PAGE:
Could footnotes be the key to winning the disinformation wars?Roundup
tags: Footnotes, Fake News, public engagement, disinformation wars
Karin Wulf is executive director of the Omohundro Institute of Early American History & Culture, and professor of history at William & Mary. She is also a co-founder of Women Also Know History.
Everyone from scholars to Supreme Court justices has debated footnotes vs. endnotes, and online writing has incorporated hyperlinks as a hassle-free way of citing sources, albeit not one without flaws.
But the format is not the point: It’s the principle and the function behind the reference tool that’s so essential. It allows us to weigh evidence against assertion. A footnote reveals the load-bearing structure of a piece of writing, whether it is scientific research, historical analysis or a legal finding...
The footnote, as historian Anthony Grafton observed, allows readers “purchase, leverage, an Archimedean point from which to shift and crack the … certainties of the text they supposedly support.”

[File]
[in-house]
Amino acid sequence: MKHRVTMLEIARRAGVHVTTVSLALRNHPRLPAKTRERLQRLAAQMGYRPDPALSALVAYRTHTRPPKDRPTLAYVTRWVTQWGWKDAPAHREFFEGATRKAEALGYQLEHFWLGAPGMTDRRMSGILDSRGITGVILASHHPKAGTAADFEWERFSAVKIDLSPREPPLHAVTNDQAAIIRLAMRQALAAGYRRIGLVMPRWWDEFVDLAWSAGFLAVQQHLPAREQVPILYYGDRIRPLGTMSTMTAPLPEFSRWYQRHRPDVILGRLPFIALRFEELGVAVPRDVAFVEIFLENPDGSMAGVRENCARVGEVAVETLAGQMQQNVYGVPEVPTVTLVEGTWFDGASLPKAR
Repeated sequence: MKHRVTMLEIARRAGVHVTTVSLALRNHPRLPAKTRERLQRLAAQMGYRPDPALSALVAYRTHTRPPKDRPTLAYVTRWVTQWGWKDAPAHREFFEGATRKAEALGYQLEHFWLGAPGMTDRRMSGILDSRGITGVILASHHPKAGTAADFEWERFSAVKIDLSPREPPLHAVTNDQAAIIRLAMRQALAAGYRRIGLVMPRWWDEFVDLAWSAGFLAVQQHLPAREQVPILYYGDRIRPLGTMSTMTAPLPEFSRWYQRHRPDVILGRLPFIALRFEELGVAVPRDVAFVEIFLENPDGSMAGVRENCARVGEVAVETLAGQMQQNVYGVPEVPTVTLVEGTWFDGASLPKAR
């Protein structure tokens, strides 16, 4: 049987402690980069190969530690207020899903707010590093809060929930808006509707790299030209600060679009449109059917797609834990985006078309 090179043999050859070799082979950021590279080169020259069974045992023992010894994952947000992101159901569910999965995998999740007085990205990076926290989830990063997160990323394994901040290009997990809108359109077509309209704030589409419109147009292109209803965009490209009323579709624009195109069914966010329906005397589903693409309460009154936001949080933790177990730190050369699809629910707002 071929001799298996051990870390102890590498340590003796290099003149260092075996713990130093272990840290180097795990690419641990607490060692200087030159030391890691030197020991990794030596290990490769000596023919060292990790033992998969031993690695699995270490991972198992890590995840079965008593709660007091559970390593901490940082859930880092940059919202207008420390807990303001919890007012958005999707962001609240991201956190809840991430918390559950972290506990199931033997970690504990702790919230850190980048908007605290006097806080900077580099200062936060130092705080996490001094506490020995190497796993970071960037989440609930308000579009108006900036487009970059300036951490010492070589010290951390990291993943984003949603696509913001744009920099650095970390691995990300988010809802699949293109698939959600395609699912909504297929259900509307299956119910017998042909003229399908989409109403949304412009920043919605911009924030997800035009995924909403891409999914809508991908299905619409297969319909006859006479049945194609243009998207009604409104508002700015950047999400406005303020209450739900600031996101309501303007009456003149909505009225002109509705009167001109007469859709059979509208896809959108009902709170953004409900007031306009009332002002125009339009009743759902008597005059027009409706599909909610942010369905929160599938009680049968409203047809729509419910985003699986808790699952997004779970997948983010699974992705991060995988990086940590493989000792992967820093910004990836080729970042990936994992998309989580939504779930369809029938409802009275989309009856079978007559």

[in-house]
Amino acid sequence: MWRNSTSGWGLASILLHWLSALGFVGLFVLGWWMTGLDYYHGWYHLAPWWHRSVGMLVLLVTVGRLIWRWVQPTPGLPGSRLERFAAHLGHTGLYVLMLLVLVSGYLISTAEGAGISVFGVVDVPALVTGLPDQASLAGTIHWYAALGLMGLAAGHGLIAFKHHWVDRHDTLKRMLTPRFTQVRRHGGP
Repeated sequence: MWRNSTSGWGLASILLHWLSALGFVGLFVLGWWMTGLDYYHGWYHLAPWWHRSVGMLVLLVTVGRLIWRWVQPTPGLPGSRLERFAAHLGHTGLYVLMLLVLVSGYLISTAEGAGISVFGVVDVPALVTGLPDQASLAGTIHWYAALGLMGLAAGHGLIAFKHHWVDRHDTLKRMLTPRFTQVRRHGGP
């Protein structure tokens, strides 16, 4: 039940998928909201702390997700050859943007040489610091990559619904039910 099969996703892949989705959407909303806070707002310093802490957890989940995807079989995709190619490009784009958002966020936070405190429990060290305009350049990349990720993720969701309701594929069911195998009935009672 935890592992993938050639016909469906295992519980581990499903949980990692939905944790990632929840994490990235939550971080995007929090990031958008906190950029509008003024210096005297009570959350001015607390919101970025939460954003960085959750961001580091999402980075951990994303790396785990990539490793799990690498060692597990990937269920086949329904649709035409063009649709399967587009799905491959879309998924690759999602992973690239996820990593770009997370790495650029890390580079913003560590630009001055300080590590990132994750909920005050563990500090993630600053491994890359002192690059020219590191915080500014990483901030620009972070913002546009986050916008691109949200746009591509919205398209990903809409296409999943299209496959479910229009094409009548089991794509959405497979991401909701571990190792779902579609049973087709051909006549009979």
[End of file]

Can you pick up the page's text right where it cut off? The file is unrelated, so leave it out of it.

The footnote was developed in an era of information scarcity, but we are now in an era of information profusion, and it’s never been so necessary. We all ought to be acknowledging the sources on which our work relies, and demanding it from others. Where footnoting isn’t practical, there are other ways to accomplish citation. We ought to know — in fact, we need to know — the foundation for claims.
Accurate, full and contextualized information is the most important weapon wielded on behalf of accountable and transparent government. That is why despotic regimes want to control and restrict it. It is why we have the First Amendment, guaranteeing freedom of the press. It is the heart of the Freedom of Information Act. Information itself is democracy’s shield and sword, and the footnote every American’s birthright.
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